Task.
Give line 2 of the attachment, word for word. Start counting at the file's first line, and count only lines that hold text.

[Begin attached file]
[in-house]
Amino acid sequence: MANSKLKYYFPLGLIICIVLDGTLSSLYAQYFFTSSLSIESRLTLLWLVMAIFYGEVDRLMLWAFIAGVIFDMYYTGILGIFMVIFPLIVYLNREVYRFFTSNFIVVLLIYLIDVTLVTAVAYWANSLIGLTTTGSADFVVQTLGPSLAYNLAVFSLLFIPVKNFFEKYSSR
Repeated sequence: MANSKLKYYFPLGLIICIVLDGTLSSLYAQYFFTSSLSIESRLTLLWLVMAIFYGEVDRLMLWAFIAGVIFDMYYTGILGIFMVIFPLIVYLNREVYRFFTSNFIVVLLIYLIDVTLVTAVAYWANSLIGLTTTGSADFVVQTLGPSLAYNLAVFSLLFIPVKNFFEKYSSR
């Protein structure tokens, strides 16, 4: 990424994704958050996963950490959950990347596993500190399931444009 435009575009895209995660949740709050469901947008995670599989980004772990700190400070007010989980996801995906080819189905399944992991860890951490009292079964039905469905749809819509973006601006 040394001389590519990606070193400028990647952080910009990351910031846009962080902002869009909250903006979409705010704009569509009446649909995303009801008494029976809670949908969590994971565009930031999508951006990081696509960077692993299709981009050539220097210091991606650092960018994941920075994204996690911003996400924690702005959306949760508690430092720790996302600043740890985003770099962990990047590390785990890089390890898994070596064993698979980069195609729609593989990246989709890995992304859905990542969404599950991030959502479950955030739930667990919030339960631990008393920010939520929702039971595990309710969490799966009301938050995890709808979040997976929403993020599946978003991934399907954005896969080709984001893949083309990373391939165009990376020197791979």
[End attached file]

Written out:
Amino acid sequence: MANSKLKYYFPLGLIICIVLDGTLSSLYAQYFFTSSLSIESRLTLLWLVMAIFYGEVDRLMLWAFIAGVIFDMYYTGILGIFMVIFPLIVYLNREVYRFFTSNFIVVLLIYLIDVTLVTAVAYWANSLIGLTTTGSADFVVQTLGPSLAYNLAVFSLLFIPVKNFFEKYSSR